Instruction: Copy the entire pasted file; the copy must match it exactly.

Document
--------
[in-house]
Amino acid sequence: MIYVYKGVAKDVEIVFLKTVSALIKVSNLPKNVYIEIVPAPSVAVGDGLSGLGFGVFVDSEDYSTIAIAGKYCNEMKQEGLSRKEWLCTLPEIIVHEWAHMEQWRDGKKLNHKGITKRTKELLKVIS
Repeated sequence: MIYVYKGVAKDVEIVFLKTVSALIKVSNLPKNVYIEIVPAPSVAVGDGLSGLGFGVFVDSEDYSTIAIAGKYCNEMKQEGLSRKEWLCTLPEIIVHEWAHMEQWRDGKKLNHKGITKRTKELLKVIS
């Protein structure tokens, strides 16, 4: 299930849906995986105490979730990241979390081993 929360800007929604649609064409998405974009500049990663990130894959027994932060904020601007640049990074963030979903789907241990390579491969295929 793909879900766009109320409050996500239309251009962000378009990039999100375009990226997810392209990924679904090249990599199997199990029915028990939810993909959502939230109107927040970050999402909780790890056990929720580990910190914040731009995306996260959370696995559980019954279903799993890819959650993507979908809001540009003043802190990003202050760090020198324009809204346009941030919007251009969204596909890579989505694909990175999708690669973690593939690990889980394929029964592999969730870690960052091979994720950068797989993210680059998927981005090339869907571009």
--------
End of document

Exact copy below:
[in-house]
Amino acid sequence: MIYVYKGVAKDVEIVFLKTVSALIKVSNLPKNVYIEIVPAPSVAVGDGLSGLGFGVFVDSEDYSTIAIAGKYCNEMKQEGLSRKEWLCTLPEIIVHEWAHMEQWRDGKKLNHKGITKRTKELLKVIS
Repeated sequence: MIYVYKGVAKDVEIVFLKTVSALIKVSNLPKNVYIEIVPAPSVAVGDGLSGLGFGVFVDSEDYSTIAIAGKYCNEMKQEGLSRKEWLCTLPEIIVHEWAHMEQWRDGKKLNHKGITKRTKELLKVIS
């Protein structure tokens, strides 16, 4: 299930849906995986105490979730990241979390081993 929360800007929604649609064409998405974009500049990663990130894959027994932060904020601007640049990074963030979903789907241990390579491969295929 793909879900766009109320409050996500239309251009962000378009990039999100375009990226997810392209990924679904090249990599199997199990029915028990939810993909959502939230109107927040970050999402909780790890056990929720580990910190914040731009995306996260959370696995559980019954279903799993890819959650993507979908809001540009003043802190990003202050760090020198324009809204346009941030919007251009969204596909890579989505694909990175999708690669973690593939690990889980394929029964592999969730870690960052091979994720950068797989993210680059998927981005090339869907571009």